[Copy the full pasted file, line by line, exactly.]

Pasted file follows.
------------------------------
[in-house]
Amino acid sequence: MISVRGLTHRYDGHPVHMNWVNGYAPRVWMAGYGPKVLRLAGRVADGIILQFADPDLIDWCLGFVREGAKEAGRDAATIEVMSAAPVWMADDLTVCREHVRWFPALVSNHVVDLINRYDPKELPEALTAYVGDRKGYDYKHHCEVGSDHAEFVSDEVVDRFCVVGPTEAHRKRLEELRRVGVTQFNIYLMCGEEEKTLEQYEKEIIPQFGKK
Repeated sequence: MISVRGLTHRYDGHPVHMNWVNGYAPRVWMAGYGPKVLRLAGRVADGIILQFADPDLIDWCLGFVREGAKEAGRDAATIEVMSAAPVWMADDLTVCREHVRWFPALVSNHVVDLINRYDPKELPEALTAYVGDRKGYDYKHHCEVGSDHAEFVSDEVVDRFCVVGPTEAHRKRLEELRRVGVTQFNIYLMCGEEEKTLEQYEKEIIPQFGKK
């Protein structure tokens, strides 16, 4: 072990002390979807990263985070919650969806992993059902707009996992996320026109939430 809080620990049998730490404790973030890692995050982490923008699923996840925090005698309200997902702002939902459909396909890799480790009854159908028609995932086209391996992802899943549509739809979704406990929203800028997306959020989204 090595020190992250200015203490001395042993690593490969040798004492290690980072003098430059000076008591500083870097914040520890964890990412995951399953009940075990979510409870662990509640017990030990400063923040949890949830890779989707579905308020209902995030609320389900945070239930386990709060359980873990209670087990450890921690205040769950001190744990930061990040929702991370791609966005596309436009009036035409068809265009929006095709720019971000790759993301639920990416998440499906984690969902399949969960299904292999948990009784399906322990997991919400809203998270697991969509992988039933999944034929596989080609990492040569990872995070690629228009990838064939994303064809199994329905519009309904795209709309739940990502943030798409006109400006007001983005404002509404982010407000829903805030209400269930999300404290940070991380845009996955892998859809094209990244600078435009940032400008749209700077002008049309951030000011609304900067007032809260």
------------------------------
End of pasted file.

[in-house]
Amino acid sequence: MISVRGLTHRYDGHPVHMNWVNGYAPRVWMAGYGPKVLRLAGRVADGIILQFADPDLIDWCLGFVREGAKEAGRDAATIEVMSAAPVWMADDLTVCREHVRWFPALVSNHVVDLINRYDPKELPEALTAYVGDRKGYDYKHHCEVGSDHAEFVSDEVVDRFCVVGPTEAHRKRLEELRRVGVTQFNIYLMCGEEEKTLEQYEKEIIPQFGKK
Repeated sequence: MISVRGLTHRYDGHPVHMNWVNGYAPRVWMAGYGPKVLRLAGRVADGIILQFADPDLIDWCLGFVREGAKEAGRDAATIEVMSAAPVWMADDLTVCREHVRWFPALVSNHVVDLINRYDPKELPEALTAYVGDRKGYDYKHHCEVGSDHAEFVSDEVVDRFCVVGPTEAHRKRLEELRRVGVTQFNIYLMCGEEEKTLEQYEKEIIPQFGKK
């Protein structure tokens, strides 16, 4: 072990002390979807990263985070919650969806992993059902707009996992996320026109939430 809080620990049998730490404790973030890692995050982490923008699923996840925090005698309200997902702002939902459909396909890799480790009854159908028609995932086209391996992802899943549509739809979704406990929203800028997306959020989204 090595020190992250200015203490001395042993690593490969040798004492290690980072003098430059000076008591500083870097914040520890964890990412995951399953009940075990979510409870662990509640017990030990400063923040949890949830890779989707579905308020209902995030609320389900945070239930386990709060359980873990209670087990450890921690205040769950001190744990930061990040929702991370791609966005596309436009009036035409068809265009929006095709720019971000790759993301639920990416998440499906984690969902399949969960299904292999948990009784399906322990997991919400809203998270697991969509992988039933999944034929596989080609990492040569990872995070690629228009990838064939994303064809199994329905519009309904795209709309739940990502943030798409006109400006007001983005404002509404982010407000829903805030209400269930999300404290940070991380845009996955892998859809094209990244600078435009940032400008749209700077002008049309951030000011609304900067007032809260």